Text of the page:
We humans understand only a fragment of the world we are living in. Our ability to summarize and simplify the enormous data input streams coming from the the outside world is a key feature of life itself. The recent progress in artificial intelligence can give us an idea of the amazing work done by our brains in seemingly trivial situations of everyday life.
Simplifying things is vital. You cannot operate successfully if you discuss and doubt about every aspect of life again and again. That’s why companies have a mission statement, that’s why nations have a constitution, that’s why catholics have a pope.
Only the top management board may review a company’s mission statement. Only the government may change a nation’s constitution. Only a pope may pronounce a dogma. For the common people these things are “holy”. You must obey them, and you must not touch them.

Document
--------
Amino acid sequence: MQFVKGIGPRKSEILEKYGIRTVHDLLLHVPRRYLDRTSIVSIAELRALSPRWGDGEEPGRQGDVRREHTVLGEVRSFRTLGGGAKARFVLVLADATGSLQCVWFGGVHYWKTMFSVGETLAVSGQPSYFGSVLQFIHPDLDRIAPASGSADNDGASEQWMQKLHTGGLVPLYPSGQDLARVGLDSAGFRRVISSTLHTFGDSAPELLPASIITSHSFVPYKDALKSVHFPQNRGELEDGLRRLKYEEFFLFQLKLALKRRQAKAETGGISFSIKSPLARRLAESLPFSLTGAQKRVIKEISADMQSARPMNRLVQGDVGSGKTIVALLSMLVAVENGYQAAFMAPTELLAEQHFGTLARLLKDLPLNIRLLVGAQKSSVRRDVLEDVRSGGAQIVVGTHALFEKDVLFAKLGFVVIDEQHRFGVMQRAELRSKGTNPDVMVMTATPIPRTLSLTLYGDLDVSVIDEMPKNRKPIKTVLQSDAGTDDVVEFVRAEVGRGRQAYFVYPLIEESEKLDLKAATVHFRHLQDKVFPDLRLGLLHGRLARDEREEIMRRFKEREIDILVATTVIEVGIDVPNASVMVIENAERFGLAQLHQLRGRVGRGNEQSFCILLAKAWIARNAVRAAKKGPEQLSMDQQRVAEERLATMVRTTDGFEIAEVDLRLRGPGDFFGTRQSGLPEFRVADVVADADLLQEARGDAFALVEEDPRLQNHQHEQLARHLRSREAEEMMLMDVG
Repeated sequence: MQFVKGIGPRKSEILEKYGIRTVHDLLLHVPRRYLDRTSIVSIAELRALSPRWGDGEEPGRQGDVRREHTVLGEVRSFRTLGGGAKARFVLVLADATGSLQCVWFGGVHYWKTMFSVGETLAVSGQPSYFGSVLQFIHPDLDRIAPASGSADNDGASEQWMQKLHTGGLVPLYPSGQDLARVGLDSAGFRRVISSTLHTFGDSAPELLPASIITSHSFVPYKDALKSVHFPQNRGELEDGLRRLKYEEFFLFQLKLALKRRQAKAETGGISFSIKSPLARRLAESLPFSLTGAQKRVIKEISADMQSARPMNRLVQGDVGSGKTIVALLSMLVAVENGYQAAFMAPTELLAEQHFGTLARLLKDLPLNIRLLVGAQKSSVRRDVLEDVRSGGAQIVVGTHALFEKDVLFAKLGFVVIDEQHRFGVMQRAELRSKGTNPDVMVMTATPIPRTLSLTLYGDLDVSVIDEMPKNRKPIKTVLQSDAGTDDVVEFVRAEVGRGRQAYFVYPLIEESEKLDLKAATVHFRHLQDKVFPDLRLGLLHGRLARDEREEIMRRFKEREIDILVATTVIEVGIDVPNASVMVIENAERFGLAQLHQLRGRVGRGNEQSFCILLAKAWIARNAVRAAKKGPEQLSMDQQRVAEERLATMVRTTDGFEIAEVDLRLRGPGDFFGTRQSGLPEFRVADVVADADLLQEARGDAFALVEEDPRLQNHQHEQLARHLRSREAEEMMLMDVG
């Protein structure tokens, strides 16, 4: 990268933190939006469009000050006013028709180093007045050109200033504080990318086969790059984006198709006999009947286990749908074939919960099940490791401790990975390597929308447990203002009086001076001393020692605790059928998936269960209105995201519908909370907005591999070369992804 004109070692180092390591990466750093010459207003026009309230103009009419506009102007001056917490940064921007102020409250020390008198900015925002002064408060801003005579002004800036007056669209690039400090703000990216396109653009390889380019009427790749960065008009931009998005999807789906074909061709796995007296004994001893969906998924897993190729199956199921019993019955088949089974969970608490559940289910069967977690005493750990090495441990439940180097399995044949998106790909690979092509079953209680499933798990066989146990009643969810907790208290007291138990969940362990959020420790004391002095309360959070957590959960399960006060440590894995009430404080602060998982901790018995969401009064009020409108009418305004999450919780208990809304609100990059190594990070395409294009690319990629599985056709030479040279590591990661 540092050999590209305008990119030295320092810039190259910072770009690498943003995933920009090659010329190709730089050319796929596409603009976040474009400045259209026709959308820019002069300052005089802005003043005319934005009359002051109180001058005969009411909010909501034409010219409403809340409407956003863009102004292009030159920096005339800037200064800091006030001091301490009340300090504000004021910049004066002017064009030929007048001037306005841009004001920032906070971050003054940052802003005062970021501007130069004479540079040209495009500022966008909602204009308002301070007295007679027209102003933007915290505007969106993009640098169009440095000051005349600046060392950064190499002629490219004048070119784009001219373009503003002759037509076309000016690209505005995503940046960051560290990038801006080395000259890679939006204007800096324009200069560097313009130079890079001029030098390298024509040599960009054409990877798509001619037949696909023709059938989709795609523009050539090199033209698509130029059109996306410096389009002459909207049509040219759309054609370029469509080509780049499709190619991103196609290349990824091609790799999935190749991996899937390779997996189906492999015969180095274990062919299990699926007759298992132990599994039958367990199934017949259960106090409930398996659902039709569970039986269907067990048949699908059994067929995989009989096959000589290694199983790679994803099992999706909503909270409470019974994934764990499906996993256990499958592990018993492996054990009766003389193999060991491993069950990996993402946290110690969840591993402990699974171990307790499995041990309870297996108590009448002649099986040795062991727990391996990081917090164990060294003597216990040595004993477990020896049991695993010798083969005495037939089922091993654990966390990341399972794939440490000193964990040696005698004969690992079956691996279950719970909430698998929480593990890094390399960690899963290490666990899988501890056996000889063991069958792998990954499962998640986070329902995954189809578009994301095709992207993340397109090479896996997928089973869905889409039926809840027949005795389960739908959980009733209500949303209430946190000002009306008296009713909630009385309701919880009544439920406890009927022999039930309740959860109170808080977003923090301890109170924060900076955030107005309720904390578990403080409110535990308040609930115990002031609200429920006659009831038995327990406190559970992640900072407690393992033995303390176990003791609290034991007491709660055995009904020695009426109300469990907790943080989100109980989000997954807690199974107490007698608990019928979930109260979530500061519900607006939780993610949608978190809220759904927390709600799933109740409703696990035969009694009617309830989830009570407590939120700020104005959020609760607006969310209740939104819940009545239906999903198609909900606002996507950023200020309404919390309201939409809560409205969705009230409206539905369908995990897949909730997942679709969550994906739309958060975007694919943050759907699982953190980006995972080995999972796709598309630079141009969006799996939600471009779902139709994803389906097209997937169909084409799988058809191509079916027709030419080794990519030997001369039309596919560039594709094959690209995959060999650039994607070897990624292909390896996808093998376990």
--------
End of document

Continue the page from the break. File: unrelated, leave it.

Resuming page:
“Holy” means “beyond any doubt” or “it makes no sense to discuss about this”.
Christian faith says that only God is holy.
When you worship something instead of worshiping God.
Simone Weil defines idolatry as “the error that attributes a sacred character to what is not sacred” and describes it as “the crime that is most widespread in every time and every country.” (via [#VanceMorgan])
Over-stressing the importance of a national identity.
Over-stressing the importance of technology.
Over-stressing the importance of your own person.
Note that all these examples
“We human beings are incurable idolaters, more than happy to pattern ourselves after someone or something else rather than to take on responsibility for ourselves. Anything can be an idol—a person, an idea, a group, whatever is raised to such importance that all other matters, including even basic moral guidelines and principles, fade into the background.” 1
“The best cure for the disease of idolatry that I am aware of begins with embracing the complexity, ambiguity, uncertainty, and provisional nature of everything that we believe and think we know. Idolatry is always an attempt to establish certainty where it is both unwarranted and unearned.”1